“The god-creator is openly called Father,” Freud wrote. “Psychoanalysis concludes that he really is the father, clothed in the grandeur in which he once appeared to the small child. The religious man. . . looks back on the memory-image of the overrated father of his childhood, exalts it into a deity, and brings it into the present and into reality. The emotional strength of this memory-image and the lasting nature of his need for protection are the two supports for his belief in God.”

When all evidence and knowledge are tallied, thinking people should reach the inevitable conclusion that all gods, devils, heavens, hells, angels, demons, miracles, saviors and other supernatural entities are just fairy tales — fantasies that grew in the fertile human imagination.

Evangelist-turned-skeptic Charles Templeton ended his book, Farewell to God:

“I believe there is no supreme being with human attributes — no god in the biblical sense — but that all life is the result of timeless evolutionary forces. . . . I believe that, in common with all living creatures, we die and cease to exist.”

An honest person can reach no other conclusion.

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From a Baptist minister to atheist member


Name: John Senter Compere.
Where I live: Chandler, Ariz.
Where and when I was born: Ellisville, Miss., Oct. 17, 1934. When I tell people I grew up in Mississippi, I usually add, “Please don’t hold that against me. I left as soon as I found out you could!”
Family: Joyce Compere, wife; Layne Starling, daughter; Virginia Starling, granddaughter; LouAnn Vaughn, daughter (husband Scott Vaughn); Padgett, Rachael and Sydney Vaughn, granddaughters; Lee Compere, son; Shelly Baldenegro, daughter (husband Art Baldenegro); Ashley and Lindsey Baldenegro, granddaughters.
Education: Central High School, Jackson, Miss., 1952; Mississippi College, Clinton, Miss., B.A. in English and history, 1956; Southeastern Baptist Theological Seminary, Wake Forest, N.C., bachelor of divinity, 1961; School of Pastoral Care, Baptist Hospital, Winston-Salem, N.C., certificate in pastoral counseling, 1963; Wake Forest University, Winston-Salem, M.A. in psychology, 1969; University of North Carolina, Chapel Hill, Ph.D. in clinical psychology, 1972; Jung Analytic Institute, Zurich, Switzerland, post-doctoral training in psychology, 1977.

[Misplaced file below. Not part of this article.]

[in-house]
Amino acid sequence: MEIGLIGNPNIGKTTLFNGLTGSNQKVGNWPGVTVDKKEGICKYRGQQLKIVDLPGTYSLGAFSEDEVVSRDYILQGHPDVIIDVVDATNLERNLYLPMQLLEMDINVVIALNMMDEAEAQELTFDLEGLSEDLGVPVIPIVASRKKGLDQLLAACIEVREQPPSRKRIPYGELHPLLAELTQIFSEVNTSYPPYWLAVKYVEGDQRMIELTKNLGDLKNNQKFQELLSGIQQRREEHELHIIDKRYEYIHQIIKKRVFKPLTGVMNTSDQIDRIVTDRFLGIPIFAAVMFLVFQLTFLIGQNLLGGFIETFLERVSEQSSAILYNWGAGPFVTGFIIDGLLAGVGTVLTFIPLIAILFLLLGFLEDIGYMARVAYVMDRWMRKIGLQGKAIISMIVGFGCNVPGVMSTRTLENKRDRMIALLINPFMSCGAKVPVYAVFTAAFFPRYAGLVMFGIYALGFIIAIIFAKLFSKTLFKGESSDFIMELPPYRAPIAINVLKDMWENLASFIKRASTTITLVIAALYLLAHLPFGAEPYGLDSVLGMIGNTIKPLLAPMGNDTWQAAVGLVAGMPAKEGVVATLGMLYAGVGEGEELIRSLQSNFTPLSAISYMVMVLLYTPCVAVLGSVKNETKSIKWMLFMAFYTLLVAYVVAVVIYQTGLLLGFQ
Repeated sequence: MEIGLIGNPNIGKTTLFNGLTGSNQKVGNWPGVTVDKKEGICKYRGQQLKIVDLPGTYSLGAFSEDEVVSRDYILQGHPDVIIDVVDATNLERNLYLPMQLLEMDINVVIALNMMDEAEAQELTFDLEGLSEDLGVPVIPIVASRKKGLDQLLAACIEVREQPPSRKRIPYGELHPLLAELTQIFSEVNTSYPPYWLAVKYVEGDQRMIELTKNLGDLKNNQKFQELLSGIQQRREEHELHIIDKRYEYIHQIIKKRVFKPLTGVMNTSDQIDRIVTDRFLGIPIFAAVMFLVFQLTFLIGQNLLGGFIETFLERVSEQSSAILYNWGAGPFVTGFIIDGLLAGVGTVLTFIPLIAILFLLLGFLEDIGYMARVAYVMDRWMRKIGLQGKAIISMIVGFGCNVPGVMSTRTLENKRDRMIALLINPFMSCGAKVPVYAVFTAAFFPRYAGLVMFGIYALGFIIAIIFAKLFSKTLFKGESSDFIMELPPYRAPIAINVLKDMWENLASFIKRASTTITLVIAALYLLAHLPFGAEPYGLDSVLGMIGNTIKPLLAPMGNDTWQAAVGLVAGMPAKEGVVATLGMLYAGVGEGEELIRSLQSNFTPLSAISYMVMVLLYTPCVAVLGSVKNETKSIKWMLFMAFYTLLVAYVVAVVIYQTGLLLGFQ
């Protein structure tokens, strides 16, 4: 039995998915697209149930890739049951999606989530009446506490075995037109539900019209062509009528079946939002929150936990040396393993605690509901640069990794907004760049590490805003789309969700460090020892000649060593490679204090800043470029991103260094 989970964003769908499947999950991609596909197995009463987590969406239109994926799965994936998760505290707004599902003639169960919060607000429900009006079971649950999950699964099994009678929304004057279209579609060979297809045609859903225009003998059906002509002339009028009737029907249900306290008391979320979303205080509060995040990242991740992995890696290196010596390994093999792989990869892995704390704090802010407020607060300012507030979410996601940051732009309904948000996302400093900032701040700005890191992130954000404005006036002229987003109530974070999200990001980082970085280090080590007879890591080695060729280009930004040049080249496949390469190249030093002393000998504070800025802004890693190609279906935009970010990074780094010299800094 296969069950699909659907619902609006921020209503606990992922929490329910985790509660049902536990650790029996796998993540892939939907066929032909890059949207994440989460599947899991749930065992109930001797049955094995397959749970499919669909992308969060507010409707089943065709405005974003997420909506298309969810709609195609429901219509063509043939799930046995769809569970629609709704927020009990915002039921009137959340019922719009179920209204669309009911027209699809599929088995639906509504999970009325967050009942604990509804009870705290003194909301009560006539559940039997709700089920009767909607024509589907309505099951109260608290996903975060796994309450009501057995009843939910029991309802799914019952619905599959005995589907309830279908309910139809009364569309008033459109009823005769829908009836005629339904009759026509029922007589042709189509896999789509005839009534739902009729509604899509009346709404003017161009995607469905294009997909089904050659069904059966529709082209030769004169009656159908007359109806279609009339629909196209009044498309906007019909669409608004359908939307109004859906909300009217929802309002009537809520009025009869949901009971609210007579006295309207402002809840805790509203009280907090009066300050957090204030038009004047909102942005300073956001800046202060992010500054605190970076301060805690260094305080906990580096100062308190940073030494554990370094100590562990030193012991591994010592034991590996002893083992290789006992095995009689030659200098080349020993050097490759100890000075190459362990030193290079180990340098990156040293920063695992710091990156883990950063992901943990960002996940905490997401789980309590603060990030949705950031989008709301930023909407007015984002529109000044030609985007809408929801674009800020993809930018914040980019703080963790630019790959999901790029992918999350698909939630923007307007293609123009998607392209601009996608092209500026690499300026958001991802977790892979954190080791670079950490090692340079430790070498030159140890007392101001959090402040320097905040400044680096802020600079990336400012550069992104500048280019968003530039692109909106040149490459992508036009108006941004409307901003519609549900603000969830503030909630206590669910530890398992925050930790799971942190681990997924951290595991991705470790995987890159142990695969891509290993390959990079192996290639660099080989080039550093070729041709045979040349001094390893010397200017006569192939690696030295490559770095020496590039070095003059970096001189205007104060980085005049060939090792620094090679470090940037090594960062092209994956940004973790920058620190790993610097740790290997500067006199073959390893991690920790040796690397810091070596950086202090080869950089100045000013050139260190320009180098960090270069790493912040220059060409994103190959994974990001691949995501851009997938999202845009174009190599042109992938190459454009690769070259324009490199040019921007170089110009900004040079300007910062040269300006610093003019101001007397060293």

Occupation: Clinical psychologist and professional speaker (retired).
Military service: During graduate school, I was a civilian auxiliary chaplain at a North Carolina Air Force radar station.
How I got where I am today: I was ordained at 18 and served as a student summer missionary in Alaska (1952, 1955). I was pastor at rural Baptist churches during college and youth minister at a campus church during seminary, then full-time pastor at two Baptist churches. I left the ministry in 1967 at age 32 and went back to graduate school.
After receiving my Ph.D., I taught psychology at Wake Forest University, 1972-77 and maintained a private practice from 1972-89. I started speaking professionally in 1981 and still speak occasionally on my journey from fifth-generation Southern Baptist minister to atheist.
Where I’m headed: I’m clearly headed where we all are headed, to the oblivion of death, for me, sooner than later. I do not fear it, though I cannot imagine not existing. Until then, I will continue trying to live each day to the fullest, with honesty and kindness to people and animals.
Person in history I admire: Nelson Mandela, a true statesman if ever there was one, and American Revolution-era writer Thomas Paine.
A quotation I like: “The world is my country. To do good is my religion.” (Thomas Paine)
These are a few of my favorite things: Classical music (including good religious music), babies and young children, Yorkshire terriers, cats, well-written editorials, tennis, raquetball, cycling, seeing (or helping) someone live up to his/her potential, Low Country barbecue (vinegar-based sauce), well-delivered oratory, a poignant story, serious programs about cosmology.
These are not: Violence in movies or on TV, people talking loudly on cell phones in public, rap music, auto races, most conservative politicians.
My doubts about religion started: In my freshman year in college. I was already an ordained minister and was preparing to deliver a sermon in a large “First Baptist” church. Out of the blue, I found myself asking if there could possibly be such a thing as eternal punishment for finite “sins.” I had not met or read or talked to anyone who challenged religion and had always taken what I learned in church as the absolute truth.